On Sunday April 26, 2015 folks sharing a passion for the morbid and knowledge of the final stages of life gathered at the Getty Villa overlooking the gorgeous ocean view of Malibu, CA. The Death Salon is a traveling series of informative lectures in the style of the 18th century salon, where great minds would gather to discuss important topics of the day. In this case, the topic was death. Now before you get the heebie jeebies and close the window for an article on the Avengers, here me out. Death is something that American culture shies away from with great skill. Forest Lawn Cemeteries have made this a special art form, and unlike our relatives about a hundred and fifty years ago, we no longer have viewings of the body in the home. Caitlin Doughty of Ask a Mortician, Sarah Troop of The Cabinet of Curiosities Podcast and Megan Rosenblum, the Director and Founder of Death Salon, gathered together a few years back to help explain what happens after we die to a culture that avoids death at all costs.
The Death Salon was not a doom and gloom event designed to ruin your day. It was a series of fantastic lectures on everything
from the Ancient Necropolis to modern burial practices to what actually goes on during a Medical Examiner’s day. Jokes were a plenty and guests were encouraged to “talk to someone you don’t know” during breaks and lunch. The whole event was followed up by a fantastic reception where guests could speak to the presenters. There was even a scavenger hunt to find the “Deathiest” items in the Villa.
I don’t know that I’ve ever been to an event where speakers were so easy to talk to. Even more so, the speakers were incredibly nice! Caitlin Doughty is the New York Times Best Selling Author of Smoke Gets in Your Eyes and she ended up taking pictures and signing books with delight, even when she was headed out to grab a pastry. What you see on Ask a Mortician is what you get from Caitlin. She’s funny, personable and just a delight to be around. Medical Examiner Judy
Melinek was delighted to talk to readers of her book Working Stiff and even showed us pictures of her adorable children on her cellphone while her husband TJ Mitchell watched on and offered humorous stories about their lives. Photographer and author Paul Koudounaris sat down on the stage to keep things informal and was delighted to sign books and talk about the fantastic catacomb saints he’s photographed.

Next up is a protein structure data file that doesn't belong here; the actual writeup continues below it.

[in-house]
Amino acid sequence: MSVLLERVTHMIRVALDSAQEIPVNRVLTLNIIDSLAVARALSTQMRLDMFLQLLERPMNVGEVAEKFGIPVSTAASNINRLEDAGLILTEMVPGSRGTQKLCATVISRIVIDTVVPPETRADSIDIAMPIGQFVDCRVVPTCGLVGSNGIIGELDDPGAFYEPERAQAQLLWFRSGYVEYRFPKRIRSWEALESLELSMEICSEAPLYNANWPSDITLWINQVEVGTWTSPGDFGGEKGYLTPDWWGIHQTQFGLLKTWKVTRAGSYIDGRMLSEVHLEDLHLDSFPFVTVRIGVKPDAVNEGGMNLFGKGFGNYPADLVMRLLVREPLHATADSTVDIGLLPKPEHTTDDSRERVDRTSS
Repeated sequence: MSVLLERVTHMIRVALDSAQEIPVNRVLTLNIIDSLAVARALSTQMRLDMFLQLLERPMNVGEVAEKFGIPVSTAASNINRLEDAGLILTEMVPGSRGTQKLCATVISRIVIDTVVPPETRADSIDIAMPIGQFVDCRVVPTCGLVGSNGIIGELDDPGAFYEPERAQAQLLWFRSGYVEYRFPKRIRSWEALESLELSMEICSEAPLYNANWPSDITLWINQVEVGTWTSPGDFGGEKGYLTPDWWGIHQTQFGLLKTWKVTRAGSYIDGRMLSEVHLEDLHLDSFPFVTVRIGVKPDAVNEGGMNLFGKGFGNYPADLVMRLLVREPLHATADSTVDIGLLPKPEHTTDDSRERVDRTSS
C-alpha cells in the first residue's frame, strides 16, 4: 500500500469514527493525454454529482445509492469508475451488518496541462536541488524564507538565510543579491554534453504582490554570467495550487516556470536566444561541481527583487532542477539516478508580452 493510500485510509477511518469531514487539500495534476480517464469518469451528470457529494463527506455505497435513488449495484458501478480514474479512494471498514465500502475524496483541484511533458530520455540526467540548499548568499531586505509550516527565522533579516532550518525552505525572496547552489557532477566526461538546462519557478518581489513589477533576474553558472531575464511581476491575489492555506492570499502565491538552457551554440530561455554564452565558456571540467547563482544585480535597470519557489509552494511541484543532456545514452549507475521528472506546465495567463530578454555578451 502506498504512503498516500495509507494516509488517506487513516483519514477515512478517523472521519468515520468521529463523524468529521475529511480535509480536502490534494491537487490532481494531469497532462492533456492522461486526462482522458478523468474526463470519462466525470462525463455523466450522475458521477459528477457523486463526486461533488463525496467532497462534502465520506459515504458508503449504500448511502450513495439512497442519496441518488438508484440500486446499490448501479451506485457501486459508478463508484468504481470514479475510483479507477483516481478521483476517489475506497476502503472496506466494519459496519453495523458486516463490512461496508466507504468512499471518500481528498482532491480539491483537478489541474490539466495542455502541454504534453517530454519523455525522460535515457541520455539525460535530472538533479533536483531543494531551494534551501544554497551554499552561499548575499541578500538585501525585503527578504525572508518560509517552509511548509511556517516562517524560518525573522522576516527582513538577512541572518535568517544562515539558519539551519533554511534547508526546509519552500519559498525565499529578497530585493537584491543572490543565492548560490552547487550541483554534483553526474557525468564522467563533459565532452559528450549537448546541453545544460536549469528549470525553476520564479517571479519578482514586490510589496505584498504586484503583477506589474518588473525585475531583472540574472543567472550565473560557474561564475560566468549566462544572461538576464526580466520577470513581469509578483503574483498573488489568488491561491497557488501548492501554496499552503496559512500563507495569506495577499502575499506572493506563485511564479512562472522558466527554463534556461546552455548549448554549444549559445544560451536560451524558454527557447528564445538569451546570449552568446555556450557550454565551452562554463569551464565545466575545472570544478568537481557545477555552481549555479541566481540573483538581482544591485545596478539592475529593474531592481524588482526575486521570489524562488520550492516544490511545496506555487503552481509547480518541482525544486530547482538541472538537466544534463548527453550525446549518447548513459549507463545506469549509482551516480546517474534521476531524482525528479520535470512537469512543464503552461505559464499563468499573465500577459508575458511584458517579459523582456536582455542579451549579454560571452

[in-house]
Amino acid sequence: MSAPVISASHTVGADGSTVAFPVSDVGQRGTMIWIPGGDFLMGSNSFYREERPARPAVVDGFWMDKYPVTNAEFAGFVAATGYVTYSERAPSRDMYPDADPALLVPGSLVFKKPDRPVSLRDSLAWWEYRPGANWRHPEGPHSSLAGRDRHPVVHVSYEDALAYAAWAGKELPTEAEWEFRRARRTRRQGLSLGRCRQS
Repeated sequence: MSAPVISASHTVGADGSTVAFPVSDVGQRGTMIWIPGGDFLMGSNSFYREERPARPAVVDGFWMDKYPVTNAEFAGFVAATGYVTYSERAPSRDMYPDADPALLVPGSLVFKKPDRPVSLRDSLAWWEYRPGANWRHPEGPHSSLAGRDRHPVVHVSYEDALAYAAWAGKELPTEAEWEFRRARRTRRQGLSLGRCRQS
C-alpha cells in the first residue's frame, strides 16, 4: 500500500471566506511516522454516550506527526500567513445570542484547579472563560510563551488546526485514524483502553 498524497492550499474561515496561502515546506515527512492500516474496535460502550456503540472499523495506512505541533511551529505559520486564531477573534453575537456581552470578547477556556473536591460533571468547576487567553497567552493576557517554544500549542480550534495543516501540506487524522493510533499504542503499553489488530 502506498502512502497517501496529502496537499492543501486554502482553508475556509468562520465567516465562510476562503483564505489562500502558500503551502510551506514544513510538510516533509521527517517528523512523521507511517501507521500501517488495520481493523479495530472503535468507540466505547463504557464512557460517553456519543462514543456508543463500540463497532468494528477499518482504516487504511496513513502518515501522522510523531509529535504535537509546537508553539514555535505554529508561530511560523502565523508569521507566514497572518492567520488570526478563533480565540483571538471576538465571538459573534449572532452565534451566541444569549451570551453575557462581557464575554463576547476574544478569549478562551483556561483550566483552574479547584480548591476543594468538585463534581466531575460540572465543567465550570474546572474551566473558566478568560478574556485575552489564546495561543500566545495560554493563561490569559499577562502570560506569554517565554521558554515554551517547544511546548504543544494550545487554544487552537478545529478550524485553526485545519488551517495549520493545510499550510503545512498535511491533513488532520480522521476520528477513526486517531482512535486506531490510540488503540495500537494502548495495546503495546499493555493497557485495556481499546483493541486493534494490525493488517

For those unable to attend, here’s a brief overview of what you missed.
The Five Stages of Grief: A Getty Villa Guide featured historian David Saunders of the J. Paul Getty Museum describing the different stages of grief as found through the exhibits at The Getty Villa. Trust him, he curated Dangerous Perfection: Funerary Vases from Southern Italy, currently on display at the Getty Villa. One of the best parts of his talk was about the Orphic Tablets founds in tombs that appear to be instructions for how to survive in the afterlife. This was, of course, under the step of Bargaining.
Death and the Hollywood Ending: The Legacy of Forest Lawn and the Future of Death in Los Angeles featured Order of the Good Death member Sarah Elizabeth Troop speaking about growing up in Hollywood with parents who created fake movie deaths for a living and what it was like when real death reared it’s ugly head. She discussed the Forest Lawn concept of rebranding death and what the future holds for cemeteries in the future. She suggested checking out Future Cemetery, and I highly recommend it for the curious in how we may someday see cemeteries.